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Rochester youth raise money for Mexican border town

Unitarian Universalist youth spend a night in tents to raise money.
By Donald E. Skinner

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tent city

As part of a fundraising effort, youth from First Unitarian Church in Rochester, N.Y., create a tent city to call attention to the poverty in Mexican border towns. (Michael T. Rehbaum)

A trip to the border city of Matamoros, Mexico, last year made a lasting impression on youth of First Unitarian Church of Rochester, N.Y. They came home inspired to help the residents of Matamoros, thousands of whom work for low wages in factories along the border and live in flimsy cardboard and scrap lumber dwellings in communities—called colonias—that often lack adequate water and sewer systems, paved roads, and safe housing.

On April 5 more than 20 youth created their own colonia in the parking lot of the church. Using shipping pallets they fenced off a tent city and most of the youth spent the night in near-freezing temperatures. A farm worker family from Guatemala made beans and rice for the youth and helped them make tortillas.

They raised about $5,000 from friends, family, church members, and others who sponsored their night out in the cold. Tim Wilson, First Unitarian’s social justice coordinator, said the money will be sent to Matamoros to help expand a school in one of the colonias. The money will help build a trades building, where students will learn skills including electronics, sewing, and carpentry, allowing them to qualify for higher-paying jobs.

The trades building is expected to cost between $10,000 and $30,000, depending on how many courses it would accommodate, and the youth say they will continue to raise funds for it. A group will be returning to Matamoros in February. Wilson said the youth, in addition to raising money, want to have a small part, if possible, in actually building the facility.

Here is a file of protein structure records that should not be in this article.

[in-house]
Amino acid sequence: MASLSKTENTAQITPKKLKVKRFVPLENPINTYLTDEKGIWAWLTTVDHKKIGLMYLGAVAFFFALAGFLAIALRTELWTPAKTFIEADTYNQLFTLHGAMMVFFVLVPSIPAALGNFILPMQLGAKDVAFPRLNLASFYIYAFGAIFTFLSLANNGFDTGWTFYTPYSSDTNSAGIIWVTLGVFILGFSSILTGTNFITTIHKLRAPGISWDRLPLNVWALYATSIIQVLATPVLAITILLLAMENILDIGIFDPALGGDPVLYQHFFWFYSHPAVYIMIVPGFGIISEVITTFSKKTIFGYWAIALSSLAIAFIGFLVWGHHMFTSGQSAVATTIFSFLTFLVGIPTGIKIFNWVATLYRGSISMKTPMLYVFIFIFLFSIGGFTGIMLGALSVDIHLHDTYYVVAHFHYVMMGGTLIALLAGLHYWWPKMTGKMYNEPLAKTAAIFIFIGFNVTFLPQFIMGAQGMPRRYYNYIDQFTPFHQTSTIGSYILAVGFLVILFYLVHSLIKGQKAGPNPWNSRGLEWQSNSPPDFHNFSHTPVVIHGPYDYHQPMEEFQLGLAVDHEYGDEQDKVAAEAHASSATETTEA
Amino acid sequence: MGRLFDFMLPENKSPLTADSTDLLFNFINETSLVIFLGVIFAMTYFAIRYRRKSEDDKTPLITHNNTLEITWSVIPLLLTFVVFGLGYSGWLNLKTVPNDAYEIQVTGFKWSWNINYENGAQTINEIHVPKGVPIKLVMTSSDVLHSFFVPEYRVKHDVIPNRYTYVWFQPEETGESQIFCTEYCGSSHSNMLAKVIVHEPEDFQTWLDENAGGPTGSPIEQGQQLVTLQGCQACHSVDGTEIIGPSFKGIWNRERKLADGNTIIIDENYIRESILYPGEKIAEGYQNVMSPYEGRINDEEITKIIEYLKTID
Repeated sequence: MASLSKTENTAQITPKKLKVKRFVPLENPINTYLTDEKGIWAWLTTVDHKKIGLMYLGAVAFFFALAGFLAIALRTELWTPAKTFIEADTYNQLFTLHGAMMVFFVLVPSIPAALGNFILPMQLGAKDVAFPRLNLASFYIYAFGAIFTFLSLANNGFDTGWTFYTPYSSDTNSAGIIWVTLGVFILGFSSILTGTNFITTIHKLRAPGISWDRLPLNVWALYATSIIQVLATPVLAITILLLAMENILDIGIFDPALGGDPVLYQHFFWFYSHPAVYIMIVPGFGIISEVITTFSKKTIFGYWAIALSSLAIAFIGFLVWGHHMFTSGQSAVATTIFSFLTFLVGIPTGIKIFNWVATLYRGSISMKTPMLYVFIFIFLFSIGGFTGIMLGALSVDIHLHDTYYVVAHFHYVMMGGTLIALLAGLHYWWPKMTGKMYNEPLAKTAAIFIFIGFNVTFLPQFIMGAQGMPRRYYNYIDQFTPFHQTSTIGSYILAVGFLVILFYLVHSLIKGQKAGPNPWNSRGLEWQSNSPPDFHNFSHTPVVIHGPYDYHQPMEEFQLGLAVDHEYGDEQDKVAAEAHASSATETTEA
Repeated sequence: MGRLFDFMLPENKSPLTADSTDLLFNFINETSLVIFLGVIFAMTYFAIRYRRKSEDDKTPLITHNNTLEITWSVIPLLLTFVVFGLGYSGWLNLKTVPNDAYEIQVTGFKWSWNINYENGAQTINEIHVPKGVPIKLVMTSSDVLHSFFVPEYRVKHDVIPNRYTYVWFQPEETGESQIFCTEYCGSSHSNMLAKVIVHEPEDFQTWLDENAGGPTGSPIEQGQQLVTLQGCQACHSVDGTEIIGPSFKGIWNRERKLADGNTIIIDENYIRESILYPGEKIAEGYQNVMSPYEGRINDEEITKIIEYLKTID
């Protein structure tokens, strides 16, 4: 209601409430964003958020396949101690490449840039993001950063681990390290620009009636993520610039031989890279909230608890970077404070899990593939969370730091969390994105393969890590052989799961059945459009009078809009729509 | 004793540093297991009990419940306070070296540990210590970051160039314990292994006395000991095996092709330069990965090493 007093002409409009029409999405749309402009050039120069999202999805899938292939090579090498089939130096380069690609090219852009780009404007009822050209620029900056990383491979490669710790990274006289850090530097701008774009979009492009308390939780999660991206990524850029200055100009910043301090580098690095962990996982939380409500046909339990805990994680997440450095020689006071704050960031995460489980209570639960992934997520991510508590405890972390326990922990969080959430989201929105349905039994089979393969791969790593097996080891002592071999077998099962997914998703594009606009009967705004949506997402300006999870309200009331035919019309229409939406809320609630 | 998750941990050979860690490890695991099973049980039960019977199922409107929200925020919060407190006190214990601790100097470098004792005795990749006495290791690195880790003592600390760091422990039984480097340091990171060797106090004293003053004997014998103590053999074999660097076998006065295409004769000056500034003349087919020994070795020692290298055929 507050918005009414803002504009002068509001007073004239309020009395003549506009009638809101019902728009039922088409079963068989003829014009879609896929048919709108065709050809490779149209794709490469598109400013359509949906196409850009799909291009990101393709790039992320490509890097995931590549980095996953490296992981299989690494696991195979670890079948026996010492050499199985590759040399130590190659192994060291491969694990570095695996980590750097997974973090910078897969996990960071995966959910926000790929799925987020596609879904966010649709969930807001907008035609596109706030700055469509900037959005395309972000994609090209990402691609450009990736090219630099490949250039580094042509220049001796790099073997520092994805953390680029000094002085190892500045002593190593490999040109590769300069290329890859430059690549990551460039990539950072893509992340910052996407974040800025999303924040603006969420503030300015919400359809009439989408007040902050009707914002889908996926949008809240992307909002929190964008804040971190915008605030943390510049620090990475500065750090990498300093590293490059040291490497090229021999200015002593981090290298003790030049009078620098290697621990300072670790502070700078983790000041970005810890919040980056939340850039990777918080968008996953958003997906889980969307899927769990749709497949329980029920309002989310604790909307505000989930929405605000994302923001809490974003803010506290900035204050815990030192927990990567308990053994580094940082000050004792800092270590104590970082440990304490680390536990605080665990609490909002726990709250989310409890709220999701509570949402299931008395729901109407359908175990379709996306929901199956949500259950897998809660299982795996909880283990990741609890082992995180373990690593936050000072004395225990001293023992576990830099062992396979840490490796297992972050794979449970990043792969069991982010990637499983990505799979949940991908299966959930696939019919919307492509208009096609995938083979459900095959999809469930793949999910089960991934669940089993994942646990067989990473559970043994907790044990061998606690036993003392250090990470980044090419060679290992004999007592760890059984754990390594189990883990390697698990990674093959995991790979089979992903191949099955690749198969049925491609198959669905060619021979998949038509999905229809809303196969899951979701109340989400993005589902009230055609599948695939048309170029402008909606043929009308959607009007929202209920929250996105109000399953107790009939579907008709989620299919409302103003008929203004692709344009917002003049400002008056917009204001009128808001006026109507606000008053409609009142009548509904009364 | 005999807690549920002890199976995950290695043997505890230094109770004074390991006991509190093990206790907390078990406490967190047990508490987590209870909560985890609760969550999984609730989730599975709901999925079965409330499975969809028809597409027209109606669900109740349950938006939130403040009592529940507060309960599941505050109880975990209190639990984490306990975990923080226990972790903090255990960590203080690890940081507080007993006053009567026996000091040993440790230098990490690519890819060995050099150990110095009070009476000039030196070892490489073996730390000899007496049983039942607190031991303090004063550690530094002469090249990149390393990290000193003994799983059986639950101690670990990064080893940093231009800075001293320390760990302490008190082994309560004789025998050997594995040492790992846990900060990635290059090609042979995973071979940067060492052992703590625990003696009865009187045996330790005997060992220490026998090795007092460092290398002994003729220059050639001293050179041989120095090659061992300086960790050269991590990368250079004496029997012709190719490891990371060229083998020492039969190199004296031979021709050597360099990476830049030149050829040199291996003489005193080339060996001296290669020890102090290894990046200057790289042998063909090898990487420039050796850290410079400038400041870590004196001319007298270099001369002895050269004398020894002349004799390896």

Casey Asprooth-Jackson, a high school senior, is one of the youth who went to Mexico last year. He also participated in the First Unitarian colonia. He said he went because: “There’s a big disconnect between the American and Mexican cultures. Our luxurious and privileged society is having a negative effect on many Mexicans. My trip changed the way I think about Mexican culture.”

Members of First Unitarian have been making trips to Mexico for ten years, ever since Minister Emeritus the Rev. Dr. Richard Gilbert organized a trip with the Labor-Religion Coalition of New York to illustrate the negative impact of the North American Free Trade Agreement (NAFTA).

Six youth went on the church trip to Mexico last year. “They decided they couldn’t just come back and simply write about this on their college applications,” said Wilson. “They wanted to do more.” The youth developed a PowerPoint presentation about their experiences in Mexico, which they have given to school, civic, and church groups.

First Unitarian is a partner with the eight-member All Souls UU Church in Brownsville, Tex., on this project. All Souls member Georgianne Duarte is liaison to the group when it visits. “So many times people come here and simply give things, rather than connecting with people on an equal level,” she said. “I was impressed by the humbleness of these youth. They connected with the people in the colonia on a very personal level. This is a relationship that will continue. And the need is so great here.”

Contributions can be sent to First Unitarian Church at 220 Winton Rd. S., Rochester, NY 14610-2998.

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